The more advanced you become, the more you can vary this exercise. Try labeling objects using possessive adjectives (my bed, for example, or his dresser), for example. Try adding descriptive adjectives (the brown door, for example, or the ugly chair). Don't worry if you don't know how to say these things just use it as a goal for something new to learn to say when you get there. As you grow more adept, you can even do this without using physical labels (such as when youre out and about). If youre walking or driving around and see something you know the Irish word for, say it aloud (if possible), or at least think the Irish word (without including an English translation). As your vocabulary grows, so will the possibilities!

The Secrets to Practicing Irish Gaelic Every Day


Even if you dont live in Ireland.

Secret 1: Labels, Labels, Labels

Tip Online Dictionaries When you're serious about learning the language, please do invest in a printed dictionary. In the meantime, there are several online Irish dictionaries that you can use: Irish Online Dictionary: www.irishdictionary.ie A version of Collin's Pocket Irish Dictionary Focal.ie: www.focal.ie More of a terminology dictionary, but with lots of single words. Irishionary: www.irishionary.com A collaborative Irish dictionary that we previously founded.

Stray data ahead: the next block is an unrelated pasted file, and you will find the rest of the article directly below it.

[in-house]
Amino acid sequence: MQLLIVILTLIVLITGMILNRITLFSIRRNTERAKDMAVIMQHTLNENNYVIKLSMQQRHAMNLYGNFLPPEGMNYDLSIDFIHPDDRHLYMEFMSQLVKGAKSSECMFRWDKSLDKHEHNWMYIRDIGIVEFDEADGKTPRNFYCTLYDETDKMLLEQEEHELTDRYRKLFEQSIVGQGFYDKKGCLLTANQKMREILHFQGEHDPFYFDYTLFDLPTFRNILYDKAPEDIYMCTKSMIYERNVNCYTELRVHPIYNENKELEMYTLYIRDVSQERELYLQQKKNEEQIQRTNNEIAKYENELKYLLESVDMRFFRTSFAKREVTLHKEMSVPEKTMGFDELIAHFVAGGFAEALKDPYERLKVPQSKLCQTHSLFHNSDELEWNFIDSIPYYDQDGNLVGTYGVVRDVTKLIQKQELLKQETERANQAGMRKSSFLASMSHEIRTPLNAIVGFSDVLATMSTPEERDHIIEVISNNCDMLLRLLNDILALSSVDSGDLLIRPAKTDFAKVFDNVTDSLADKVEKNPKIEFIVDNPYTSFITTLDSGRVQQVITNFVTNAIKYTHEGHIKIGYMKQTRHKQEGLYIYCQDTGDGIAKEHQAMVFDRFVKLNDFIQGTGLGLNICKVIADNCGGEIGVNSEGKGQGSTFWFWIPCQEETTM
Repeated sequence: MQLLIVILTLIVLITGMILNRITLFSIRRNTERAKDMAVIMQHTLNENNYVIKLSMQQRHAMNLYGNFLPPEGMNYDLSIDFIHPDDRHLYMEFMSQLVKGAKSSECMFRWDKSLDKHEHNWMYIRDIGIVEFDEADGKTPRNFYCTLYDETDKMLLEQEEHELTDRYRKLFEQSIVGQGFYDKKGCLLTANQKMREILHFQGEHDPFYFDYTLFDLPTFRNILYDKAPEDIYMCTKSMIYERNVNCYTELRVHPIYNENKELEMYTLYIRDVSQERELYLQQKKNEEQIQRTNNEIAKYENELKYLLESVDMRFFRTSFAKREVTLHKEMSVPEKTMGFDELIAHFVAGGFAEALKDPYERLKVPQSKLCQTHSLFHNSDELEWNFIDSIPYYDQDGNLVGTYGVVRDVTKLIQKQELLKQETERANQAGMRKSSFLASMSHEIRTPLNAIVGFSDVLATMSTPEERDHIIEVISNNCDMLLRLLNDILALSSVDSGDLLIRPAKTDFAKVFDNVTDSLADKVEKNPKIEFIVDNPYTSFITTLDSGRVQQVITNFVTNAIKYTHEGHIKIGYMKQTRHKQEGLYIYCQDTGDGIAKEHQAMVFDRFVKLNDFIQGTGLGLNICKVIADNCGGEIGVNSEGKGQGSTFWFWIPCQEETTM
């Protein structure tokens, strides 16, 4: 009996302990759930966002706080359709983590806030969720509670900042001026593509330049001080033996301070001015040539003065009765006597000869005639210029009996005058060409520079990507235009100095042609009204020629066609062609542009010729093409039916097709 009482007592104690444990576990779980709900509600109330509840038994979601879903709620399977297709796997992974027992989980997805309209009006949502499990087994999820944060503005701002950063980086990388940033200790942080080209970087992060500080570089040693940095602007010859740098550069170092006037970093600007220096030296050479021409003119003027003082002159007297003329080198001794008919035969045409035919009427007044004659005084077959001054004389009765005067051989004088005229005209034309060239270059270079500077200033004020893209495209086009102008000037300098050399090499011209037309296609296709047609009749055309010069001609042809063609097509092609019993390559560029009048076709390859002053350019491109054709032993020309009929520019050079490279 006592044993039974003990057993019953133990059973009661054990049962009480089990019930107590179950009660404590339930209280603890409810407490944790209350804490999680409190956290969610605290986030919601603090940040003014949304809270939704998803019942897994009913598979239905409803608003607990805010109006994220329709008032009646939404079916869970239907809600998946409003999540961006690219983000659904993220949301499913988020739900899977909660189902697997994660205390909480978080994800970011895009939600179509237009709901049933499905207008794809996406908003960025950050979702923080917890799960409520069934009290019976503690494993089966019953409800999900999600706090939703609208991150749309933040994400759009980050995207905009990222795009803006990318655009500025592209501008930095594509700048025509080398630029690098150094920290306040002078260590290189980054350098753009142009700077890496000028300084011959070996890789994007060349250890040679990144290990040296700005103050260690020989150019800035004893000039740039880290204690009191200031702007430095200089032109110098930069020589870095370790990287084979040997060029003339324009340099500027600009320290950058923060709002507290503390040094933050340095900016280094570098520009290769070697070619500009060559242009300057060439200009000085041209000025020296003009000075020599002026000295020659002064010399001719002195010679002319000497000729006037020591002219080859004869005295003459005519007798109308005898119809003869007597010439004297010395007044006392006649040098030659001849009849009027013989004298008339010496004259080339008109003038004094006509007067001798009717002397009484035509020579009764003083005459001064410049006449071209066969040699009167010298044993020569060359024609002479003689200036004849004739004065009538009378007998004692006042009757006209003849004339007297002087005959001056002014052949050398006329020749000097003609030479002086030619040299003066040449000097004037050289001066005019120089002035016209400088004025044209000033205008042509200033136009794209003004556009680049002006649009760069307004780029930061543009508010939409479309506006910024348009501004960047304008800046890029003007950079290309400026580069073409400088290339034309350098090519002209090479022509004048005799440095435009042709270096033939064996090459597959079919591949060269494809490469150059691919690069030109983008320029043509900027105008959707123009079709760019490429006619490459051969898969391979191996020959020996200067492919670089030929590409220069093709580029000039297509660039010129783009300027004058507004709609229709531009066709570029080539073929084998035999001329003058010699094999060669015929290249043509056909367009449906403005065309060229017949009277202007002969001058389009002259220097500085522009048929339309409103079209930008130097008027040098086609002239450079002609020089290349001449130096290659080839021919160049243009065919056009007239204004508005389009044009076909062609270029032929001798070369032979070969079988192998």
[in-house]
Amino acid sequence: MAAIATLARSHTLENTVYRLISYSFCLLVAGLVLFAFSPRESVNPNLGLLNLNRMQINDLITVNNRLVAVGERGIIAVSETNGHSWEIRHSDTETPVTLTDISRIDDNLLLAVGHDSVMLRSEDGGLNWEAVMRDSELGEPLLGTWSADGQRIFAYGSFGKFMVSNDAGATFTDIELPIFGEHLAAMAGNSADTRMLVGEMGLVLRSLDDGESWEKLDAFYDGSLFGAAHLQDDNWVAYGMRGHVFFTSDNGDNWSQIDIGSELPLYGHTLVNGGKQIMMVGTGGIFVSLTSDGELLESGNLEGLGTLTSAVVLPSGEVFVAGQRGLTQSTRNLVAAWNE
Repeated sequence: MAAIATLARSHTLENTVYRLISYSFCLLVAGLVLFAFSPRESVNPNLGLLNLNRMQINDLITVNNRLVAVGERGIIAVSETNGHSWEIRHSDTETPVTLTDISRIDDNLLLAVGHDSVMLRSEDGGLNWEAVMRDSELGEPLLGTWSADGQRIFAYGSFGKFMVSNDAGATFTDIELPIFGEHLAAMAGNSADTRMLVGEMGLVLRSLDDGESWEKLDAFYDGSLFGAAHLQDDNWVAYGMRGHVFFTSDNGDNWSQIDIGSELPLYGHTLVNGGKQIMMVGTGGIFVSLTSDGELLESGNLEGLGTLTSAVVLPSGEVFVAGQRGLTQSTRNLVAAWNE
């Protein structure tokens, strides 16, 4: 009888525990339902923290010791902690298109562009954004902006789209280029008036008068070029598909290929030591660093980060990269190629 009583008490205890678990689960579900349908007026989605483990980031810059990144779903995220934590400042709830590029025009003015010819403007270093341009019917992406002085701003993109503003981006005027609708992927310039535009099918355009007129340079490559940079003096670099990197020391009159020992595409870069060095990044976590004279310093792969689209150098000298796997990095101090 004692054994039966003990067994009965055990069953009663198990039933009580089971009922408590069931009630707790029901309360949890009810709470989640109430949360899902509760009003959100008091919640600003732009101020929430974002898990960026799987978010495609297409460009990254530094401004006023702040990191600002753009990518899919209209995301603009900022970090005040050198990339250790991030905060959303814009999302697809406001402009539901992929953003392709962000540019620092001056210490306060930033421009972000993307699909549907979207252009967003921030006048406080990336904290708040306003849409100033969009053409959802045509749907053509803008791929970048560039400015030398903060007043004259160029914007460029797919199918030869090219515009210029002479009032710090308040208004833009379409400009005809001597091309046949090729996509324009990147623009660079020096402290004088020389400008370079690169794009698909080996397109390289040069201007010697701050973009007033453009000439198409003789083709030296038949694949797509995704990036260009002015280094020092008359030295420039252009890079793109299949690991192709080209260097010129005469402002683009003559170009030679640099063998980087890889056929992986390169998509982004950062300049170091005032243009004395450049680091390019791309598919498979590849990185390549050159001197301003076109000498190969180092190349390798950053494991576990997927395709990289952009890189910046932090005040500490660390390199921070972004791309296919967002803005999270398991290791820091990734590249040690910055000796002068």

The Secrets to Practicing Irish Gaelic Every Day


Even if you dont live in Ireland.

Secret 2: The Primer Method

Secret 2: The Primer Method


The primer method is an expansion on the label idea, and makes use of a proven technique for teaching children simple sentences (if youre an American of a certain generation, you may prefer to think of this as the Fun with Dick and Jane method, after the reading primers many grew up with in the 50s, 60s, and 70s).

The method
Go into one of the rooms that you have previously labeled. Pick one of the labeled objects at random and see how many simple sentences you can make up about it. Try to make up at least five. For example, choose an balla (the wall):

T balla ann. (There is a wall.) T an balla crua. (The wall is hard.) T an balla bn. (The wall is white.) T an balla mn. (The wall is smooth.) T an balla lidir (The wall is strong.)